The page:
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Key Findings

For the better part of a decade, the performance drag of fossil fuel investments has been substantial.

Vanguard lags its peers on climate.

Vanguard could champion investors' best long-term interests by applying a coal exit policy to all of its funds.

Executive Summary

Vanguard Group Inc. (“Vanguard”), the mutual fund giant with over US$7.2 trillion in assets under management (AuM) has committed to the Net Zero Asset Managers Initiative, publicly pledging to slash its emissions by 2030 and achieve net zero emissions across all of its investment products by 2050.

Considering Vanguard’s significant share and bond holdings in fossil fuel exposed companies, and its corporate governance record to date, Vanguard has historically demonstrated a passive attitude towards climate change.

Without any formal coal exit policy and no proactive plans to address environmental issues, the group also appears to be significantly trailing its peers on the road to net zero.

The group appears to be significantly trailing its peers on the road to net zero

As the largest shareholder of almost every listed company in the United States (Vanguard averages a 9.6% stake across companies in the S&P 500), the group holds enormous power to shape management decisions which reduce climate impact and enforce accountability against these goals. By and large however, studies have demonstrated that Vanguard has sided with management on the vast majority of shareholder propositions, and last year, the group opposed all of the Climate Action 100+ climate-critical votes which were proposed.

Defending Vanguard’s climate record and reluctance to take a more active governance role, representatives for the group have insisted that climate change is a priority for the company… however “they preferred to engage with companies rather than telling them what to do.” Yet over 2020, Vanguard only reported engaging with 655 of the ~13,000 companies it owns (5%). State Street, who holds less than half Vanguard’s assets under management, engaged with over 2,400 and BlackRock engaged with over 3,000 (~24%).

With a portfolio of funds containing an estimated US$300 billion in fossil fuel exposure, with US$90 billion in thermal coal, this passive approach to governance and climate is coming at a rising cost to investors in Vanguard products.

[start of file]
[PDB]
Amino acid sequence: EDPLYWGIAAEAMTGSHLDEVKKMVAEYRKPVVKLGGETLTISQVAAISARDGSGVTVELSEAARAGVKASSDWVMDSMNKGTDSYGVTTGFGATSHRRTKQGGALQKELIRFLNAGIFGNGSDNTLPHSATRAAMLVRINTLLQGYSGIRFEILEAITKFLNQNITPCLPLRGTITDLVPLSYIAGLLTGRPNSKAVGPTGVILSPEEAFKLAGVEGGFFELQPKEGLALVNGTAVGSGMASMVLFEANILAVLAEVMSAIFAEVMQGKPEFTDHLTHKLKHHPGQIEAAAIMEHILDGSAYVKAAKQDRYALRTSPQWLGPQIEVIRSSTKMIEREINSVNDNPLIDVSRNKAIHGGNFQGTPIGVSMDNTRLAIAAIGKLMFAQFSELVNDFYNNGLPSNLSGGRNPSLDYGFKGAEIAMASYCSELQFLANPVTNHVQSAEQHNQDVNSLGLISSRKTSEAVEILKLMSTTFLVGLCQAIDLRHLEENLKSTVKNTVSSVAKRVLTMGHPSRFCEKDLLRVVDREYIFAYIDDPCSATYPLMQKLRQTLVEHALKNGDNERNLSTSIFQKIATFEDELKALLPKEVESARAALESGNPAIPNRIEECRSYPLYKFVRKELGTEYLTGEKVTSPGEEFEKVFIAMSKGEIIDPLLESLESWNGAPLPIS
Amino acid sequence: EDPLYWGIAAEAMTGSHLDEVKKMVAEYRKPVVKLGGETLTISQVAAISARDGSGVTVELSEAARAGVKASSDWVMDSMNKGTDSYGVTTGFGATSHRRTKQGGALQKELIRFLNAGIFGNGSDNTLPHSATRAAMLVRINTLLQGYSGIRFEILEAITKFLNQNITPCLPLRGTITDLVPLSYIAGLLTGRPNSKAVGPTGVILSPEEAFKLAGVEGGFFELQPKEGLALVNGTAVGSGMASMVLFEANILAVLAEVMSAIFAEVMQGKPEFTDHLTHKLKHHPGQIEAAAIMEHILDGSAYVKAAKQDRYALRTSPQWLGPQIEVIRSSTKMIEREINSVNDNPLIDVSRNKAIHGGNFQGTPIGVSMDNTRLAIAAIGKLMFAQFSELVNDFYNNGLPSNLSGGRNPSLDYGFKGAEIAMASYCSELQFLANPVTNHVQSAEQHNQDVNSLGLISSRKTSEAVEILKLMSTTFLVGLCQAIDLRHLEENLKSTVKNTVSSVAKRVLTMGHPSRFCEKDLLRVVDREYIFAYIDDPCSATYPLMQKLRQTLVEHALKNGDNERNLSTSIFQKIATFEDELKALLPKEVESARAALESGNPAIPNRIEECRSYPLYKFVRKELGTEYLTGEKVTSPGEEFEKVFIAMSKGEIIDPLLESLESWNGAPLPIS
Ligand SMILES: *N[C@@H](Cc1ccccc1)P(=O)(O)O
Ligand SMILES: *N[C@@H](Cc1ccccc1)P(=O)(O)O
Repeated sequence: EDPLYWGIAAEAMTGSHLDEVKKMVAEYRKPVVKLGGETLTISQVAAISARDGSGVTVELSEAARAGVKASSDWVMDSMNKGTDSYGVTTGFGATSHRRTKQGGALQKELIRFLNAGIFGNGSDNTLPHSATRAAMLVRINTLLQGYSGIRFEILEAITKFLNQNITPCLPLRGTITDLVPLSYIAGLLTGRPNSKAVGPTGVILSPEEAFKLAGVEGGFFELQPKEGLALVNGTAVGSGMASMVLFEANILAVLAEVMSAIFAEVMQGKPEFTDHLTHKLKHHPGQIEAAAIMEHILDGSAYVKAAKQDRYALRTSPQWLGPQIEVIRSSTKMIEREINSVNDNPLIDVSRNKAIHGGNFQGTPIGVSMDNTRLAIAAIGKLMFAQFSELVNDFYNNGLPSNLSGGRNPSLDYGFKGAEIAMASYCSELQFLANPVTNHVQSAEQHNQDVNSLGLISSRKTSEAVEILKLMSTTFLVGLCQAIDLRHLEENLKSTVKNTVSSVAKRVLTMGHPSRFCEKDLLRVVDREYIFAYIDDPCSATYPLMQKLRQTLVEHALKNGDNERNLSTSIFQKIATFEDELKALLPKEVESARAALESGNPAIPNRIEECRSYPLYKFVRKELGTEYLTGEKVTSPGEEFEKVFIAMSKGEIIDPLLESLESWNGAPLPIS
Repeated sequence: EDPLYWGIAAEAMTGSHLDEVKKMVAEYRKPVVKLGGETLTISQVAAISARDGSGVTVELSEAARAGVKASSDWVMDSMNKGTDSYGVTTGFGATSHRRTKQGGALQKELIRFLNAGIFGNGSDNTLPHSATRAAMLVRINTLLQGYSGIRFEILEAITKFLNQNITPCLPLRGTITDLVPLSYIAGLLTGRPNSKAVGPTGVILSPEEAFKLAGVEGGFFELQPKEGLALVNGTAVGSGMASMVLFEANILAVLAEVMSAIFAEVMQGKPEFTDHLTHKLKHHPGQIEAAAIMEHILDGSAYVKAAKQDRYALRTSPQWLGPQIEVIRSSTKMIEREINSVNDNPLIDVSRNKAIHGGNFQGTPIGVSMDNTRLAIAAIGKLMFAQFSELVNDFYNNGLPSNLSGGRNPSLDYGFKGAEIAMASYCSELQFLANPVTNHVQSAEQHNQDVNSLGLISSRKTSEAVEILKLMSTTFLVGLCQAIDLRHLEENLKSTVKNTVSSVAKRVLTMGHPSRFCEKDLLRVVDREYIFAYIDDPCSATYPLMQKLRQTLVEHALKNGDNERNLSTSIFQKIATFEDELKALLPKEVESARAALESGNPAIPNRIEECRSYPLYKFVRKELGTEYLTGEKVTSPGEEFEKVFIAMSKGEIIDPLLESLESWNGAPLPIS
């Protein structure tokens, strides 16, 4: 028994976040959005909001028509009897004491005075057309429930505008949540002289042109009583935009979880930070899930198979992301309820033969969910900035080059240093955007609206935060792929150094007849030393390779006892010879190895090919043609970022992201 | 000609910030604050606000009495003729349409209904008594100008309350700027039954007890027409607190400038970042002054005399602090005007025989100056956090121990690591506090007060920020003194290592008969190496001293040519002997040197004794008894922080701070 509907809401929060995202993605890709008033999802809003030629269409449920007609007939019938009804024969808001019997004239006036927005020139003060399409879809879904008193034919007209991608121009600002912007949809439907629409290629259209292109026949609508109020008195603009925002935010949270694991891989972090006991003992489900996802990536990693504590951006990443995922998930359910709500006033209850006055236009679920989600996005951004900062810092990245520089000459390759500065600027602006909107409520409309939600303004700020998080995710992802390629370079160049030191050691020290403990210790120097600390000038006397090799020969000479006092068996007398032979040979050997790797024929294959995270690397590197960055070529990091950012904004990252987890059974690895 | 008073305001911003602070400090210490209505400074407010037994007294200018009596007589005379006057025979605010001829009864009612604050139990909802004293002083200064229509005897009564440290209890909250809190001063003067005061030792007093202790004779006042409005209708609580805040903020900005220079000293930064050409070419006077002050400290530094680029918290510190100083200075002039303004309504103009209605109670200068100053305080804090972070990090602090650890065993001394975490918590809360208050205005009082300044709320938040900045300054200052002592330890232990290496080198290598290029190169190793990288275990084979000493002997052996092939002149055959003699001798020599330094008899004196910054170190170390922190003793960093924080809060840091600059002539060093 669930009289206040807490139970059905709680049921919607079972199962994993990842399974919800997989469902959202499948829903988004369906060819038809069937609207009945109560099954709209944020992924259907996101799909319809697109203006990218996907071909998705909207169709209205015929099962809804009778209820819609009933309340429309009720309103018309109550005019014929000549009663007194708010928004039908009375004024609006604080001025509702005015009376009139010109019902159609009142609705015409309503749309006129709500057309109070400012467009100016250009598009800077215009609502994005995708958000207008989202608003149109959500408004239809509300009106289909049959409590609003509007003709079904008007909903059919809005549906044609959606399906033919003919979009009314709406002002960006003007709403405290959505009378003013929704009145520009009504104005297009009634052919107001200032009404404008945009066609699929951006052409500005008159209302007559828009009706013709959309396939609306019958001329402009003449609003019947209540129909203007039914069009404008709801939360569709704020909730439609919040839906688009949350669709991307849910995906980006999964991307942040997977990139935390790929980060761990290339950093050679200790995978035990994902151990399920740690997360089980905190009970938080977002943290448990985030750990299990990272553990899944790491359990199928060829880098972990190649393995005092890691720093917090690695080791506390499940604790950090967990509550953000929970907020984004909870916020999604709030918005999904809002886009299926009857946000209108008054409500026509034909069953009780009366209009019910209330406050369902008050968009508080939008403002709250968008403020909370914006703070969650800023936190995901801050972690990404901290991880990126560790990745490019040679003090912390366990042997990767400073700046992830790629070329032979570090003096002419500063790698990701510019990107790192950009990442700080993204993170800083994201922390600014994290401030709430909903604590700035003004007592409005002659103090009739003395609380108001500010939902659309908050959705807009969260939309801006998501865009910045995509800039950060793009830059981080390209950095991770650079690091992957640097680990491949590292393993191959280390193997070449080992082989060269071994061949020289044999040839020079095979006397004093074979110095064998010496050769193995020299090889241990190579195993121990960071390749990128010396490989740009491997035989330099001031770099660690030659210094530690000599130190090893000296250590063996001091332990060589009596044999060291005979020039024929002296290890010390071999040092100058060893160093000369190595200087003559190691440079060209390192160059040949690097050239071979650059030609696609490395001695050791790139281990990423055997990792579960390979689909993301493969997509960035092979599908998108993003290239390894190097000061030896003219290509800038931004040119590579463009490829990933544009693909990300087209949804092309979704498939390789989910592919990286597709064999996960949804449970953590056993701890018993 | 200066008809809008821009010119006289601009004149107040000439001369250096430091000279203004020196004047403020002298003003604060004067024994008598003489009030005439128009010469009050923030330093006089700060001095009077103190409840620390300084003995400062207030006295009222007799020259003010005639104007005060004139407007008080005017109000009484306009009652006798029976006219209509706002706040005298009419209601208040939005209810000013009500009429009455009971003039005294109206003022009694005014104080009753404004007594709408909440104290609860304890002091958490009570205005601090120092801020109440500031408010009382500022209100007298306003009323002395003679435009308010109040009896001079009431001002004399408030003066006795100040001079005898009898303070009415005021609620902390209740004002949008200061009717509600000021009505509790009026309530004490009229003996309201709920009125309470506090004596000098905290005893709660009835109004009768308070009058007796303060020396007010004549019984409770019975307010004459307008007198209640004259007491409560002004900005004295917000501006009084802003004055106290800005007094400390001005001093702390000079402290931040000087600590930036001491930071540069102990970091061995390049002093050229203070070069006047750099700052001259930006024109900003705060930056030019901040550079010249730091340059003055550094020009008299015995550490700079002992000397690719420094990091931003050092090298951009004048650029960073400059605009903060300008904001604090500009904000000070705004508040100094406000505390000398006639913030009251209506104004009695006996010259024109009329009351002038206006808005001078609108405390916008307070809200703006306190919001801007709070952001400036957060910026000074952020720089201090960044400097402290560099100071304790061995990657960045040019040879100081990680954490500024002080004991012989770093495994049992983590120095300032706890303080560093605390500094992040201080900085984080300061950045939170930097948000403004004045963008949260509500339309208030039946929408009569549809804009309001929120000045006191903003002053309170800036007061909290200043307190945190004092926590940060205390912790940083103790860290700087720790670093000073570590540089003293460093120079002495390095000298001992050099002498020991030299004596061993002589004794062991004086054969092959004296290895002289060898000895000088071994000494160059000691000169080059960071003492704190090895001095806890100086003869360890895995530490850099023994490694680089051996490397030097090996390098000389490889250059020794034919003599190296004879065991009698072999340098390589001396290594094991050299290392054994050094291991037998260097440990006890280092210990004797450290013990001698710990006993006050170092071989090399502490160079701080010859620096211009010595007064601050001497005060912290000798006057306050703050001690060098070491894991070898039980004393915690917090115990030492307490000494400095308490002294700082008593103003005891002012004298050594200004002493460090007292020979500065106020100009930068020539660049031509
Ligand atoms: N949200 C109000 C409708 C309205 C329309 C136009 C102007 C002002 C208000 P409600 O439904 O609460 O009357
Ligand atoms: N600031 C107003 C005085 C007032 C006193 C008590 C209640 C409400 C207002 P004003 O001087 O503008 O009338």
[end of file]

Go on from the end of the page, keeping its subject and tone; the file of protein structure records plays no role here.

The performance drag of fossil fuel investments has been substantial

For the better part of a decade, the performance drag of fossil fuel investments has been substantial. Take for example Vanguard’s largest fund, the Total Market Index Fund (VTI) which has over US$1.2 trillion in AuM (>15% of Vanguard’s total assets, and coincidentally the world’s largest fund). Since January 2020, the VTI underperformed by ~5.6% versus a comparable benchmark which excludes fossil fuels. A significant amount of value has already been destroyed in the >US$1.2 trillion in investments in the fund. This may only be the beginning of profound wealth destruction, as financial losses (for instance, related to damages and insurance) are only expected to escalate as more extreme weather events more frequently occur.

Vanguard Can Be a Laggard or a Climate Leader

Public opinion polls conducted by Gallup have demonstrated that the majority (60%) of the U.S. population is in favor of policies and proposals which dramatically reduce the use of fossil fuels. Passive fund managers have a choice of products they offer investors and removing fossil fuel exposure in Vanguard’s funds would not be as difficult as it would appear.

Removing fossil fuel exposure in Vanguard’s funds would not be as difficult as it would appear